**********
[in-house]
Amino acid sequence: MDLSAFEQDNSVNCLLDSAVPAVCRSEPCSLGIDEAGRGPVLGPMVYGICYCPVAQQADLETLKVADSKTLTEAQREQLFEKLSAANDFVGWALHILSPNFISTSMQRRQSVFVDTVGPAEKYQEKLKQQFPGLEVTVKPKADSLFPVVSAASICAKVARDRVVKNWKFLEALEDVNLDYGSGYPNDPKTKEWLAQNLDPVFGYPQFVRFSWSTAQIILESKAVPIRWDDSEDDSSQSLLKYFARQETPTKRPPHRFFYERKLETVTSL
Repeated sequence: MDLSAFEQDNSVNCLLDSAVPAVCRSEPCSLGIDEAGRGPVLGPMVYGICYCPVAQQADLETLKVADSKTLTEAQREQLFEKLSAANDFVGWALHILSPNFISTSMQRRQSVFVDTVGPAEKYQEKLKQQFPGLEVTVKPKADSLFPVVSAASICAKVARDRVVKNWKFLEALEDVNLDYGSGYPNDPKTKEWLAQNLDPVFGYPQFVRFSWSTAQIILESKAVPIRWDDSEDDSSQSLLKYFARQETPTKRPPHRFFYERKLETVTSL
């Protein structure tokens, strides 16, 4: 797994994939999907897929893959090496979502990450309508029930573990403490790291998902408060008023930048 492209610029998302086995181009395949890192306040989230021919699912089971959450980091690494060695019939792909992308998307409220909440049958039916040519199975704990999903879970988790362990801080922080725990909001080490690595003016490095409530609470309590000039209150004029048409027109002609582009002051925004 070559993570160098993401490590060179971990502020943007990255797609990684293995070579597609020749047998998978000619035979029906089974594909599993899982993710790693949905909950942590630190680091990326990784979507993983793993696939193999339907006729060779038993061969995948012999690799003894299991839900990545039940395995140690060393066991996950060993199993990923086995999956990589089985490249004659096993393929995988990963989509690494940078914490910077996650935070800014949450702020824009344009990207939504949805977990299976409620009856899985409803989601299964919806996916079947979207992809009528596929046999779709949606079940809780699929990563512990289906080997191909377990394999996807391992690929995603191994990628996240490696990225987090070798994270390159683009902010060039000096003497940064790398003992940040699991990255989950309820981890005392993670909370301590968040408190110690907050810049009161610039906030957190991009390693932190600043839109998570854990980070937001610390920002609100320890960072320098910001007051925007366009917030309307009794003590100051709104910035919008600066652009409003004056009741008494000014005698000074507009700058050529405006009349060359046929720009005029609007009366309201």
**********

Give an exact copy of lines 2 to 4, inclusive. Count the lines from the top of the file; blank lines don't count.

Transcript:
Amino acid sequence: MDLSAFEQDNSVNCLLDSAVPAVCRSEPCSLGIDEAGRGPVLGPMVYGICYCPVAQQADLETLKVADSKTLTEAQREQLFEKLSAANDFVGWALHILSPNFISTSMQRRQSVFVDTVGPAEKYQEKLKQQFPGLEVTVKPKADSLFPVVSAASICAKVARDRVVKNWKFLEALEDVNLDYGSGYPNDPKTKEWLAQNLDPVFGYPQFVRFSWSTAQIILESKAVPIRWDDSEDDSSQSLLKYFARQETPTKRPPHRFFYERKLETVTSL
Repeated sequence: MDLSAFEQDNSVNCLLDSAVPAVCRSEPCSLGIDEAGRGPVLGPMVYGICYCPVAQQADLETLKVADSKTLTEAQREQLFEKLSAANDFVGWALHILSPNFISTSMQRRQSVFVDTVGPAEKYQEKLKQQFPGLEVTVKPKADSLFPVVSAASICAKVARDRVVKNWKFLEALEDVNLDYGSGYPNDPKTKEWLAQNLDPVFGYPQFVRFSWSTAQIILESKAVPIRWDDSEDDSSQSLLKYFARQETPTKRPPHRFFYERKLETVTSL
């Protein structure tokens, strides 16, 4: 797994994939999907897929893959090496979502990450309508029930573990403490790291998902408060008023930048 492209610029998302086995181009395949890192306040989230021919699912089971959450980091690494060695019939792909992308998307409220909440049958039916040519199975704990999903879970988790362990801080922080725990909001080490690595003016490095409530609470309590000039209150004029048409027109002609582009002051925004 070559993570160098993401490590060179971990502020943007990255797609990684293995070579597609020749047998998978000619035979029906089974594909599993899982993710790693949905909950942590630190680091990326990784979507993983793993696939193999339907006729060779038993061969995948012999690799003894299991839900990545039940395995140690060393066991996950060993199993990923086995999956990589089985490249004659096993393929995988990963989509690494940078914490910077996650935070800014949450702020824009344009990207939504949805977990299976409620009856899985409803989601299964919806996916079947979207992809009528596929046999779709949606079940809780699929990563512990289906080997191909377990394999996807391992690929995603191994990628996240490696990225987090070798994270390159683009902010060039000096003497940064790398003992940040699991990255989950309820981890005392993670909370301590968040408190110690907050810049009161610039906030957190991009390693932190600043839109998570854990980070937001610390920002609100320890960072320098910001007051925007366009917030309307009794003590100051709104910035919008600066652009409003004056009741008494000014005698000074507009700058050529405006009349060359046929720009005029609007009366309201």